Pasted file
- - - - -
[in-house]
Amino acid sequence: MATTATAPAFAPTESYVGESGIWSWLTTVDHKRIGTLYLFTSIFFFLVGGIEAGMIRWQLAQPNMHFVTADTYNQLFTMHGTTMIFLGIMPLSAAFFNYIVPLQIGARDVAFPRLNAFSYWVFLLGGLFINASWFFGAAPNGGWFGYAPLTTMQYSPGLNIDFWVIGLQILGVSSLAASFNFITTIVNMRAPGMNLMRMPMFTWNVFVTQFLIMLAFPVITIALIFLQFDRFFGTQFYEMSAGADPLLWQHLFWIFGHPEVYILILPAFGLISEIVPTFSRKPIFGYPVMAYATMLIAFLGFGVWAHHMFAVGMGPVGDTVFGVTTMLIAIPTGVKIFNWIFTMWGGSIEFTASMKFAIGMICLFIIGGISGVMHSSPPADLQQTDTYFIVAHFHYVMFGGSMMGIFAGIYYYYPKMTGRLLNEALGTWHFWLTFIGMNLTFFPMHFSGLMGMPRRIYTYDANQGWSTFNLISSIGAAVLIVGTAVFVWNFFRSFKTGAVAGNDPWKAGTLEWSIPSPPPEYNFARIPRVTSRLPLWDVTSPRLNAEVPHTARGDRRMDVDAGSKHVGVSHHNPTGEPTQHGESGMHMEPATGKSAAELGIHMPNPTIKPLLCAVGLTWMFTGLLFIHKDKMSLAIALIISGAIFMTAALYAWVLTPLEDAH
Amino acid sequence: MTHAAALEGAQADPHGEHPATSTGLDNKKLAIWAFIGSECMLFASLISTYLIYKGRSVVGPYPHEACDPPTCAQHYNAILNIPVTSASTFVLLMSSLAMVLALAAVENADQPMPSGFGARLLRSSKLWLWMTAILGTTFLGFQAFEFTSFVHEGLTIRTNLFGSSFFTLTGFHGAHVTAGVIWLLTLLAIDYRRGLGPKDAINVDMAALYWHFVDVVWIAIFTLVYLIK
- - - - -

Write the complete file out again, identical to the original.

[in-house]
Amino acid sequence: MATTATAPAFAPTESYVGESGIWSWLTTVDHKRIGTLYLFTSIFFFLVGGIEAGMIRWQLAQPNMHFVTADTYNQLFTMHGTTMIFLGIMPLSAAFFNYIVPLQIGARDVAFPRLNAFSYWVFLLGGLFINASWFFGAAPNGGWFGYAPLTTMQYSPGLNIDFWVIGLQILGVSSLAASFNFITTIVNMRAPGMNLMRMPMFTWNVFVTQFLIMLAFPVITIALIFLQFDRFFGTQFYEMSAGADPLLWQHLFWIFGHPEVYILILPAFGLISEIVPTFSRKPIFGYPVMAYATMLIAFLGFGVWAHHMFAVGMGPVGDTVFGVTTMLIAIPTGVKIFNWIFTMWGGSIEFTASMKFAIGMICLFIIGGISGVMHSSPPADLQQTDTYFIVAHFHYVMFGGSMMGIFAGIYYYYPKMTGRLLNEALGTWHFWLTFIGMNLTFFPMHFSGLMGMPRRIYTYDANQGWSTFNLISSIGAAVLIVGTAVFVWNFFRSFKTGAVAGNDPWKAGTLEWSIPSPPPEYNFARIPRVTSRLPLWDVTSPRLNAEVPHTARGDRRMDVDAGSKHVGVSHHNPTGEPTQHGESGMHMEPATGKSAAELGIHMPNPTIKPLLCAVGLTWMFTGLLFIHKDKMSLAIALIISGAIFMTAALYAWVLTPLEDAH
Amino acid sequence: MTHAAALEGAQADPHGEHPATSTGLDNKKLAIWAFIGSECMLFASLISTYLIYKGRSVVGPYPHEACDPPTCAQHYNAILNIPVTSASTFVLLMSSLAMVLALAAVENADQPMPSGFGARLLRSSKLWLWMTAILGTTFLGFQAFEFTSFVHEGLTIRTNLFGSSFFTLTGFHGAHVTAGVIWLLTLLAIDYRRGLGPKDAINVDMAALYWHFVDVVWIAIFTLVYLIK